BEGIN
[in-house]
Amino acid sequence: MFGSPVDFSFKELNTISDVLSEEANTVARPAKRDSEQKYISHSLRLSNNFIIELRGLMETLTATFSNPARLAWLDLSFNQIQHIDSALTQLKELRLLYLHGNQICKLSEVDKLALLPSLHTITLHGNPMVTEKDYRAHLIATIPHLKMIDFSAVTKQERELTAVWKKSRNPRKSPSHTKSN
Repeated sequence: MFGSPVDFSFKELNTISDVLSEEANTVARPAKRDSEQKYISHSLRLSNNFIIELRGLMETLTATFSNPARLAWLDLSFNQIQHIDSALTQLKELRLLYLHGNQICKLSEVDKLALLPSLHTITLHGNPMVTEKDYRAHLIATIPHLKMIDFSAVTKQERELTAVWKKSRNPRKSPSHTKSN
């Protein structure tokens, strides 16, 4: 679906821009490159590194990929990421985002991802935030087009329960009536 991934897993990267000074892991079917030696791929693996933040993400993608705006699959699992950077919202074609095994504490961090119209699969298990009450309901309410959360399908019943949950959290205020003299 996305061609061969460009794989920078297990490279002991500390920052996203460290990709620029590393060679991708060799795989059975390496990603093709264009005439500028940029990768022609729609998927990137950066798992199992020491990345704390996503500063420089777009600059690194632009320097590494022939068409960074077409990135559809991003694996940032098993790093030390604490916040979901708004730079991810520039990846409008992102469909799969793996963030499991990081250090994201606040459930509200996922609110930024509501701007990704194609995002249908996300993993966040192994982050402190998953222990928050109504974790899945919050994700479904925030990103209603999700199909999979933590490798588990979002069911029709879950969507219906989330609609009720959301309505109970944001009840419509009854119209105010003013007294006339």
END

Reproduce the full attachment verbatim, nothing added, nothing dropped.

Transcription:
[in-house]
Amino acid sequence: MFGSPVDFSFKELNTISDVLSEEANTVARPAKRDSEQKYISHSLRLSNNFIIELRGLMETLTATFSNPARLAWLDLSFNQIQHIDSALTQLKELRLLYLHGNQICKLSEVDKLALLPSLHTITLHGNPMVTEKDYRAHLIATIPHLKMIDFSAVTKQERELTAVWKKSRNPRKSPSHTKSN
Repeated sequence: MFGSPVDFSFKELNTISDVLSEEANTVARPAKRDSEQKYISHSLRLSNNFIIELRGLMETLTATFSNPARLAWLDLSFNQIQHIDSALTQLKELRLLYLHGNQICKLSEVDKLALLPSLHTITLHGNPMVTEKDYRAHLIATIPHLKMIDFSAVTKQERELTAVWKKSRNPRKSPSHTKSN
């Protein structure tokens, strides 16, 4: 679906821009490159590194990929990421985002991802935030087009329960009536 991934897993990267000074892991079917030696791929693996933040993400993608705006699959699992950077919202074609095994504490961090119209699969298990009450309901309410959360399908019943949950959290205020003299 996305061609061969460009794989920078297990490279002991500390920052996203460290990709620029590393060679991708060799795989059975390496990603093709264009005439500028940029990768022609729609998927990137950066798992199992020491990345704390996503500063420089777009600059690194632009320097590494022939068409960074077409990135559809991003694996940032098993790093030390604490916040979901708004730079991810520039990846409008992102469909799969793996963030499991990081250090994201606040459930509200996922609110930024509501701007990704194609995002249908996300993993966040192994982050402190998953222990928050109504974790899945919050994700479904925030990103209603999700199909999979933590490798588990979002069911029709879950969507219906989330609609009720959301309505109970944001009840419509009854119209105010003013007294006339």